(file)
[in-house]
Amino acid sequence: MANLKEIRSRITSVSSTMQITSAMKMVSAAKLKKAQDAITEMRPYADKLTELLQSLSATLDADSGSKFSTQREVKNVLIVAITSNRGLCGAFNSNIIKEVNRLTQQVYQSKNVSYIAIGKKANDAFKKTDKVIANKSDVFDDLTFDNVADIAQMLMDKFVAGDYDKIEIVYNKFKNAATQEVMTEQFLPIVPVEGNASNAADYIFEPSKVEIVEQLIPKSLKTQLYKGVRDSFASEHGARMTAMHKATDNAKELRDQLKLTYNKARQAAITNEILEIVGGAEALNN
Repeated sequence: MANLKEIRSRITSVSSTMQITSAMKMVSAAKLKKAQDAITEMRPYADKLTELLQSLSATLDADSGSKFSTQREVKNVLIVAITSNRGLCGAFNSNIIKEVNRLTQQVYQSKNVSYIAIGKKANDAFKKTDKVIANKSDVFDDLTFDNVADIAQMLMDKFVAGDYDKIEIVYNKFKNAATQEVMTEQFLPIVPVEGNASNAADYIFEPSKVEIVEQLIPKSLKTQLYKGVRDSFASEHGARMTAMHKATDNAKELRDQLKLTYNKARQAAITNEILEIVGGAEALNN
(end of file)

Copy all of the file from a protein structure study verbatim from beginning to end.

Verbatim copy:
[in-house]
Amino acid sequence: MANLKEIRSRITSVSSTMQITSAMKMVSAAKLKKAQDAITEMRPYADKLTELLQSLSATLDADSGSKFSTQREVKNVLIVAITSNRGLCGAFNSNIIKEVNRLTQQVYQSKNVSYIAIGKKANDAFKKTDKVIANKSDVFDDLTFDNVADIAQMLMDKFVAGDYDKIEIVYNKFKNAATQEVMTEQFLPIVPVEGNASNAADYIFEPSKVEIVEQLIPKSLKTQLYKGVRDSFASEHGARMTAMHKATDNAKELRDQLKLTYNKARQAAITNEILEIVGGAEALNN
Repeated sequence: MANLKEIRSRITSVSSTMQITSAMKMVSAAKLKKAQDAITEMRPYADKLTELLQSLSATLDADSGSKFSTQREVKNVLIVAITSNRGLCGAFNSNIIKEVNRLTQQVYQSKNVSYIAIGKKANDAFKKTDKVIANKSDVFDDLTFDNVADIAQMLMDKFVAGDYDKIEIVYNKFKNAATQEVMTEQFLPIVPVEGNASNAADYIFEPSKVEIVEQLIPKSLKTQLYKGVRDSFASEHGARMTAMHKATDNAKELRDQLKLTYNKARQAAITNEILEIVGGAEALNN